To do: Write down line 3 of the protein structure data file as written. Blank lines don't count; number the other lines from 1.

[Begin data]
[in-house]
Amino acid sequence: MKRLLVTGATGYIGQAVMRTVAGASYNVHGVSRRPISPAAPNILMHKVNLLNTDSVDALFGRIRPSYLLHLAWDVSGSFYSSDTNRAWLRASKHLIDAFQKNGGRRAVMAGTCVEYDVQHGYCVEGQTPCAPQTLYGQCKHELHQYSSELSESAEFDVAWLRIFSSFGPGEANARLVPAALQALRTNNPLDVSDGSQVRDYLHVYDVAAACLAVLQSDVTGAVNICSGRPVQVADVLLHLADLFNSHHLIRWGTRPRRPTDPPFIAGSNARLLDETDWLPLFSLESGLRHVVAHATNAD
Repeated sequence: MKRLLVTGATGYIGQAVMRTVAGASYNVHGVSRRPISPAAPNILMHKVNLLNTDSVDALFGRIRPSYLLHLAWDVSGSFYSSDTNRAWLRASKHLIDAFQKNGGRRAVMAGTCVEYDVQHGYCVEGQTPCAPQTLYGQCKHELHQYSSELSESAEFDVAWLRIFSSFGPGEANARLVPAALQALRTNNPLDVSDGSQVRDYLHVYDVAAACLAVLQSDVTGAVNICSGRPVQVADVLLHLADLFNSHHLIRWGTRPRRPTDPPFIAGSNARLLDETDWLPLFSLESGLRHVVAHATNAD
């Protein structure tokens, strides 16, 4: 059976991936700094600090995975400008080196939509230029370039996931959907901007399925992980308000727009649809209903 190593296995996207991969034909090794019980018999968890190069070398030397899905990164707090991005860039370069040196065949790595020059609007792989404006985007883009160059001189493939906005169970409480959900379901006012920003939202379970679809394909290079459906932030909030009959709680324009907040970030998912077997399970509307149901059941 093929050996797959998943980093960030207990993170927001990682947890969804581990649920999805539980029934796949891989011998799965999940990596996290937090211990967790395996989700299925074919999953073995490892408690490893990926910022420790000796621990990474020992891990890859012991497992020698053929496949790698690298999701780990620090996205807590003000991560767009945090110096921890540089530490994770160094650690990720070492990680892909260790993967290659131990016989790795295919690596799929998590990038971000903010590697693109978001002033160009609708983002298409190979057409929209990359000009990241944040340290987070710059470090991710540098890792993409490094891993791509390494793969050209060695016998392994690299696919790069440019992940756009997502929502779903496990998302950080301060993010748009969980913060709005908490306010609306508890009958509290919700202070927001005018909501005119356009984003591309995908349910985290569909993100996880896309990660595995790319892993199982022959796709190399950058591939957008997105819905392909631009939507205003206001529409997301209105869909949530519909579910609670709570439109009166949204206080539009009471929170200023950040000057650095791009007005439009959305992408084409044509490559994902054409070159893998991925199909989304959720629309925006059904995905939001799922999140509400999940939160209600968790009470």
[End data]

Repeated sequence: MKRLLVTGATGYIGQAVMRTVAGASYNVHGVSRRPISPAAPNILMHKVNLLNTDSVDALFGRIRPSYLLHLAWDVSGSFYSSDTNRAWLRASKHLIDAFQKNGGRRAVMAGTCVEYDVQHGYCVEGQTPCAPQTLYGQCKHELHQYSSELSESAEFDVAWLRIFSSFGPGEANARLVPAALQALRTNNPLDVSDGSQVRDYLHVYDVAAACLAVLQSDVTGAVNICSGRPVQVADVLLHLADLFNSHHLIRWGTRPRRPTDPPFIAGSNARLLDETDWLPLFSLESGLRHVVAHATNAD